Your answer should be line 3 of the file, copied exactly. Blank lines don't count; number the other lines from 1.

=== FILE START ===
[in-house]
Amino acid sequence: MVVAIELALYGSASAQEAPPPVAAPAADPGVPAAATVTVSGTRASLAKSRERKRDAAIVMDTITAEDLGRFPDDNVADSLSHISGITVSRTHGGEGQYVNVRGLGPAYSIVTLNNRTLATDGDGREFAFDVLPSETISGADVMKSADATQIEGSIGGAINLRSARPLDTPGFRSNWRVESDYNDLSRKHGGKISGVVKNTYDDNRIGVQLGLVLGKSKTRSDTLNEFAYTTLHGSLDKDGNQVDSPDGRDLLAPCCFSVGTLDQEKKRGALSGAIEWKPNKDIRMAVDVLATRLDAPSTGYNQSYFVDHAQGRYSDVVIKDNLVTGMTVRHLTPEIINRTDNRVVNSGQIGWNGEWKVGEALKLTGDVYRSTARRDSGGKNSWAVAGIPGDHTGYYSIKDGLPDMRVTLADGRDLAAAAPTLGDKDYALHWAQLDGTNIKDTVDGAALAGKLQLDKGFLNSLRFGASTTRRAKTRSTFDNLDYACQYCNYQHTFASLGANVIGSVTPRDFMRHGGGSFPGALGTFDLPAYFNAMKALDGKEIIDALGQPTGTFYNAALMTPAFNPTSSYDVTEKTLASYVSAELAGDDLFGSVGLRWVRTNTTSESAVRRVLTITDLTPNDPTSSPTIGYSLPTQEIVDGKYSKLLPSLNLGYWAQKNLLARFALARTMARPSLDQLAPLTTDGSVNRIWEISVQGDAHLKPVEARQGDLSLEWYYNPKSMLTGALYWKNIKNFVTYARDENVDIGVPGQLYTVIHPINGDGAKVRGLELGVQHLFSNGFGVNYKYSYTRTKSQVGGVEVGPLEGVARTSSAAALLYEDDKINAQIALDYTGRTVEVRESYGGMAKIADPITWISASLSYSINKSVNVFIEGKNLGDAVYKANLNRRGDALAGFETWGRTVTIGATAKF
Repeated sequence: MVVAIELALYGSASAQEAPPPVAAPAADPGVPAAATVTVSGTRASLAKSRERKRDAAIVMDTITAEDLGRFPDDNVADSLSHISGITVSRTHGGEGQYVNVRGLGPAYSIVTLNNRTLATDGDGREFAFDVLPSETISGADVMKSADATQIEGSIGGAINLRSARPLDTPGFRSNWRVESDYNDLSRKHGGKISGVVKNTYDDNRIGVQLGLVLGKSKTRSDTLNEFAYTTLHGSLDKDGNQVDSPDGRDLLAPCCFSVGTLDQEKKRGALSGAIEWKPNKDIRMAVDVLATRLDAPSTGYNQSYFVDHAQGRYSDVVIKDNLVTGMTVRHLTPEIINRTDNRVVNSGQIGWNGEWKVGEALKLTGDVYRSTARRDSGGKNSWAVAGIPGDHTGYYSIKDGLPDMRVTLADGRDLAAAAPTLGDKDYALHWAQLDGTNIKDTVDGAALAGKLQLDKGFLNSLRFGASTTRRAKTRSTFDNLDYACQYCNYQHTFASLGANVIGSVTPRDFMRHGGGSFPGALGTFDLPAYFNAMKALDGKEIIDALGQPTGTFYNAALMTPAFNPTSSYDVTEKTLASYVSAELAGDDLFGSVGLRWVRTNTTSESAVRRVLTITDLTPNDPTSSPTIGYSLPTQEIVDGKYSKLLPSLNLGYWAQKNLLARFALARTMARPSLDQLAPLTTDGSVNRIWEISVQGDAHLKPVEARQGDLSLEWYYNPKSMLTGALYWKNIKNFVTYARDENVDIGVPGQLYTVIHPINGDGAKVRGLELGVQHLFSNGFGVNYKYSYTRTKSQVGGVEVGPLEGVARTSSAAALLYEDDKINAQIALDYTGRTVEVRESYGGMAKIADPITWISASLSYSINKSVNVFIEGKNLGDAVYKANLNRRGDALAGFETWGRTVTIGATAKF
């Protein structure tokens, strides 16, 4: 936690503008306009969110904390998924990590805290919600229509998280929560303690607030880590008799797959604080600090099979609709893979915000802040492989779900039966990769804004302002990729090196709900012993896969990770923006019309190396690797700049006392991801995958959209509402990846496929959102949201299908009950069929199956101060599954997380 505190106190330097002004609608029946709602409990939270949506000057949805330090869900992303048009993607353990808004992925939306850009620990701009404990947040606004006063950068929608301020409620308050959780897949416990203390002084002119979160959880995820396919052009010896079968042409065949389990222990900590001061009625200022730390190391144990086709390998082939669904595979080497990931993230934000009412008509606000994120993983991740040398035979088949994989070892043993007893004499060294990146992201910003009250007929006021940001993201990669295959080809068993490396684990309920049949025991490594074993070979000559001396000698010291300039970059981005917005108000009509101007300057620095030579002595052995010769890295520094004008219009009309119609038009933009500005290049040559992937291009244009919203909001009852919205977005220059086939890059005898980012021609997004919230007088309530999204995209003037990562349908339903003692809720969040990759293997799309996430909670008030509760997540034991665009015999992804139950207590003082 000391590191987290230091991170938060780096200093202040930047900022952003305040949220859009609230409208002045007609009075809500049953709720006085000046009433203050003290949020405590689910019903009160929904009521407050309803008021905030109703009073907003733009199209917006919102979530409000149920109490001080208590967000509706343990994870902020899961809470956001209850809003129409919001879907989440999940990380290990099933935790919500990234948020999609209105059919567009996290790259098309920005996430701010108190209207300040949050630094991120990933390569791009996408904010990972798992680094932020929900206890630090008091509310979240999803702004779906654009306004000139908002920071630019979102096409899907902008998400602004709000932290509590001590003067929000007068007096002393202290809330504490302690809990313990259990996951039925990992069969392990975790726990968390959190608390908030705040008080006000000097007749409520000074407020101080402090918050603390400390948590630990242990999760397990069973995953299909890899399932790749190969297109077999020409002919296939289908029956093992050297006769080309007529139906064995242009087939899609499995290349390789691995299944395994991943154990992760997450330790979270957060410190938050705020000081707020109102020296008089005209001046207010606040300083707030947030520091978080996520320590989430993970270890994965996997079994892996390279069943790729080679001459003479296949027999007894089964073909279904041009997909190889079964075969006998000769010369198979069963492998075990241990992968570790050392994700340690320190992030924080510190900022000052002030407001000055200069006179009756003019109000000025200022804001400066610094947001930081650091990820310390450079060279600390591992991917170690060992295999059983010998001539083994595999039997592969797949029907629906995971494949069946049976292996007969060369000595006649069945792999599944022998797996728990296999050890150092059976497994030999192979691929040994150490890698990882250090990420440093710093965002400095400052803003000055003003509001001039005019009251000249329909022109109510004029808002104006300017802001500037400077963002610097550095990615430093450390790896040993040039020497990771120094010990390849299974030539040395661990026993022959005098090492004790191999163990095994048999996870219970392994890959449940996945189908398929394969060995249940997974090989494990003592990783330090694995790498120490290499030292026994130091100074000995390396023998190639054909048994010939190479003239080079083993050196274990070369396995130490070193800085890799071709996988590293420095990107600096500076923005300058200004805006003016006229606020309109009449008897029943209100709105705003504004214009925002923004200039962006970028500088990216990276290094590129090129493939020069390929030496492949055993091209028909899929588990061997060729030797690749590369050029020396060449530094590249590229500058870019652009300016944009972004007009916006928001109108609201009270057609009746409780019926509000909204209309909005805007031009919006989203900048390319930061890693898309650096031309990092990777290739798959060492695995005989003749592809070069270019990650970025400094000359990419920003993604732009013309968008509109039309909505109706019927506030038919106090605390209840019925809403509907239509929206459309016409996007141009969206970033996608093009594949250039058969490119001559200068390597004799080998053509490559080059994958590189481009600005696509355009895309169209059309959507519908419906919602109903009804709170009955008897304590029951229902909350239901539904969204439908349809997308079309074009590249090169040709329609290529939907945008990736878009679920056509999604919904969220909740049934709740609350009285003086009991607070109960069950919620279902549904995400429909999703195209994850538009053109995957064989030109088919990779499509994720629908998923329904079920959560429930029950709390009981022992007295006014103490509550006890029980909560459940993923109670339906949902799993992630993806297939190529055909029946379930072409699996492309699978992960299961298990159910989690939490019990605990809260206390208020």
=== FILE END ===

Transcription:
Repeated sequence: MVVAIELALYGSASAQEAPPPVAAPAADPGVPAAATVTVSGTRASLAKSRERKRDAAIVMDTITAEDLGRFPDDNVADSLSHISGITVSRTHGGEGQYVNVRGLGPAYSIVTLNNRTLATDGDGREFAFDVLPSETISGADVMKSADATQIEGSIGGAINLRSARPLDTPGFRSNWRVESDYNDLSRKHGGKISGVVKNTYDDNRIGVQLGLVLGKSKTRSDTLNEFAYTTLHGSLDKDGNQVDSPDGRDLLAPCCFSVGTLDQEKKRGALSGAIEWKPNKDIRMAVDVLATRLDAPSTGYNQSYFVDHAQGRYSDVVIKDNLVTGMTVRHLTPEIINRTDNRVVNSGQIGWNGEWKVGEALKLTGDVYRSTARRDSGGKNSWAVAGIPGDHTGYYSIKDGLPDMRVTLADGRDLAAAAPTLGDKDYALHWAQLDGTNIKDTVDGAALAGKLQLDKGFLNSLRFGASTTRRAKTRSTFDNLDYACQYCNYQHTFASLGANVIGSVTPRDFMRHGGGSFPGALGTFDLPAYFNAMKALDGKEIIDALGQPTGTFYNAALMTPAFNPTSSYDVTEKTLASYVSAELAGDDLFGSVGLRWVRTNTTSESAVRRVLTITDLTPNDPTSSPTIGYSLPTQEIVDGKYSKLLPSLNLGYWAQKNLLARFALARTMARPSLDQLAPLTTDGSVNRIWEISVQGDAHLKPVEARQGDLSLEWYYNPKSMLTGALYWKNIKNFVTYARDENVDIGVPGQLYTVIHPINGDGAKVRGLELGVQHLFSNGFGVNYKYSYTRTKSQVGGVEVGPLEGVARTSSAAALLYEDDKINAQIALDYTGRTVEVRESYGGMAKIADPITWISASLSYSINKSVNVFIEGKNLGDAVYKANLNRRGDALAGFETWGRTVTIGATAKF